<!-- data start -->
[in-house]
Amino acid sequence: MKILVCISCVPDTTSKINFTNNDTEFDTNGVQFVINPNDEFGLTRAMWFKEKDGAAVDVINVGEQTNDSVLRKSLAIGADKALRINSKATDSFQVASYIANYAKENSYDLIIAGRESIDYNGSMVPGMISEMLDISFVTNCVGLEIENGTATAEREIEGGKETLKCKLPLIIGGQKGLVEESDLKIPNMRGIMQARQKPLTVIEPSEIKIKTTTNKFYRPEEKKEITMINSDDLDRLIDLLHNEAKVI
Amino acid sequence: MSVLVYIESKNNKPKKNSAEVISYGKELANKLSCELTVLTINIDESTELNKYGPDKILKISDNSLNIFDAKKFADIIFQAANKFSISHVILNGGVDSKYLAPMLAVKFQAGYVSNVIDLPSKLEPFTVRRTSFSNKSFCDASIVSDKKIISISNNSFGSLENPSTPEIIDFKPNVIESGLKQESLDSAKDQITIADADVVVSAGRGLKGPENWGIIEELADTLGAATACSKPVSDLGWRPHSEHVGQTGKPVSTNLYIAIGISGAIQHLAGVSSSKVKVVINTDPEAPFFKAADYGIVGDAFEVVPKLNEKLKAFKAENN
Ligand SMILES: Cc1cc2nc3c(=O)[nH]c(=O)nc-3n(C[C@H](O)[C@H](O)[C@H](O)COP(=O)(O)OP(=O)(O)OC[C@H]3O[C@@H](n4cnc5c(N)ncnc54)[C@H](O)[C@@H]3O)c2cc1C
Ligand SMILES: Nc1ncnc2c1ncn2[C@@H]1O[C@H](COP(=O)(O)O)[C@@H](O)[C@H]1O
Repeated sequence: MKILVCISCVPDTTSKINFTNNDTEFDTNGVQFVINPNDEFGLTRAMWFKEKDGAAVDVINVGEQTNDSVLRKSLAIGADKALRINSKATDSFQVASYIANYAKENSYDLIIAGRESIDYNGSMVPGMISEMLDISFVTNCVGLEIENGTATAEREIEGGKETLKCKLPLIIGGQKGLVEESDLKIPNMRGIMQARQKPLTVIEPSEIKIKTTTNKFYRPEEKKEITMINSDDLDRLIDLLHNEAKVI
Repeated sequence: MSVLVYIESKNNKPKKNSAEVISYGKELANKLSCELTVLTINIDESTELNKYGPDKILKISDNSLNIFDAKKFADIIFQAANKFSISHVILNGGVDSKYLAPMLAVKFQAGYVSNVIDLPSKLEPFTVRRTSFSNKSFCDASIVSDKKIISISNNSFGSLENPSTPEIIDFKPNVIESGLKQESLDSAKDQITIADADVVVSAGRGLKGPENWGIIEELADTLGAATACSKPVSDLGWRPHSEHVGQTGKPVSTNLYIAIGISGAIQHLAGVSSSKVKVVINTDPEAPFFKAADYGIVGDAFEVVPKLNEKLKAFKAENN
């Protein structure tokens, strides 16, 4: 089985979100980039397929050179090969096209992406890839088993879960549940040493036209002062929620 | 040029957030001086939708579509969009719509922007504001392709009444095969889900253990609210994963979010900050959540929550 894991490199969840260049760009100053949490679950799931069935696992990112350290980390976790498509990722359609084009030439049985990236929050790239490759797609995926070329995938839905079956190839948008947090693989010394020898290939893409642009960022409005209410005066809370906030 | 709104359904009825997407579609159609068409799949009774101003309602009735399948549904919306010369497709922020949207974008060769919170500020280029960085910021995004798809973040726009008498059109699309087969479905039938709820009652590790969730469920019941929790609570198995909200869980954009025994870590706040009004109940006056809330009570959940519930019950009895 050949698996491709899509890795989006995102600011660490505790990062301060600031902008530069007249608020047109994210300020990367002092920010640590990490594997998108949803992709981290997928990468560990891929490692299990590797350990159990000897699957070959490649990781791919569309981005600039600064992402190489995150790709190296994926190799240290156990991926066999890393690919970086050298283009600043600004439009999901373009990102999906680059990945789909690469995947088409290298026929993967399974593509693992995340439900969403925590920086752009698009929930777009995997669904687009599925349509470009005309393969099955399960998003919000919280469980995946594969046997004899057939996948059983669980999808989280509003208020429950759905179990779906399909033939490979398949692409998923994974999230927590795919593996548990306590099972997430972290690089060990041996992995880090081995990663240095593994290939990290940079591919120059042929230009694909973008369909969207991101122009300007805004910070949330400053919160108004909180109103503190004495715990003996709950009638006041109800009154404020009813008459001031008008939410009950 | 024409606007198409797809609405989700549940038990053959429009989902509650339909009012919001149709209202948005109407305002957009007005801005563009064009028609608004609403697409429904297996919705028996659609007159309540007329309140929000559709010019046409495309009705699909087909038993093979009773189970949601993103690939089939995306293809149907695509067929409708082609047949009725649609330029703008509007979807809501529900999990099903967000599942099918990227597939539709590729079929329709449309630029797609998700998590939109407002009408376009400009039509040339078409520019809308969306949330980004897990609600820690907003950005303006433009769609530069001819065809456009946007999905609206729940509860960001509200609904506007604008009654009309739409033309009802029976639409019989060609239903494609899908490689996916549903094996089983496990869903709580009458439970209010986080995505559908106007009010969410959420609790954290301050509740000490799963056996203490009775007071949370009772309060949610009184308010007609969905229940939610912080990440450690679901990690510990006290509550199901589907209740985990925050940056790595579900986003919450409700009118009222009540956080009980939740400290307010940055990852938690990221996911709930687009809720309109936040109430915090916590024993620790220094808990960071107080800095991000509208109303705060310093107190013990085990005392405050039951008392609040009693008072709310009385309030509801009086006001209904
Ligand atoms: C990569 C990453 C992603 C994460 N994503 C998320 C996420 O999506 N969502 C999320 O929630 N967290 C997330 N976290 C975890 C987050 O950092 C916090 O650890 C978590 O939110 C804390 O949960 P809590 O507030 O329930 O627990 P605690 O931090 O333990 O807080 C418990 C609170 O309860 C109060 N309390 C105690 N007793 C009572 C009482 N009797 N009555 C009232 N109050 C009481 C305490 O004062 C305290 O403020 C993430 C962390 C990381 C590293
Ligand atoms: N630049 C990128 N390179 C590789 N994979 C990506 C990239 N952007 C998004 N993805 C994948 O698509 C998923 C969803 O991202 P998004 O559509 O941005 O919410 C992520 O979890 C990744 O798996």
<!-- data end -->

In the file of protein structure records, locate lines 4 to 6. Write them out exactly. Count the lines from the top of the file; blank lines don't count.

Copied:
Ligand SMILES: Cc1cc2nc3c(=O)[nH]c(=O)nc-3n(C[C@H](O)[C@H](O)[C@H](O)COP(=O)(O)OP(=O)(O)OC[C@H]3O[C@@H](n4cnc5c(N)ncnc54)[C@H](O)[C@@H]3O)c2cc1C
Ligand SMILES: Nc1ncnc2c1ncn2[C@@H]1O[C@H](COP(=O)(O)O)[C@@H](O)[C@H]1O
Repeated sequence: MKILVCISCVPDTTSKINFTNNDTEFDTNGVQFVINPNDEFGLTRAMWFKEKDGAAVDVINVGEQTNDSVLRKSLAIGADKALRINSKATDSFQVASYIANYAKENSYDLIIAGRESIDYNGSMVPGMISEMLDISFVTNCVGLEIENGTATAEREIEGGKETLKCKLPLIIGGQKGLVEESDLKIPNMRGIMQARQKPLTVIEPSEIKIKTTTNKFYRPEEKKEITMINSDDLDRLIDLLHNEAKVI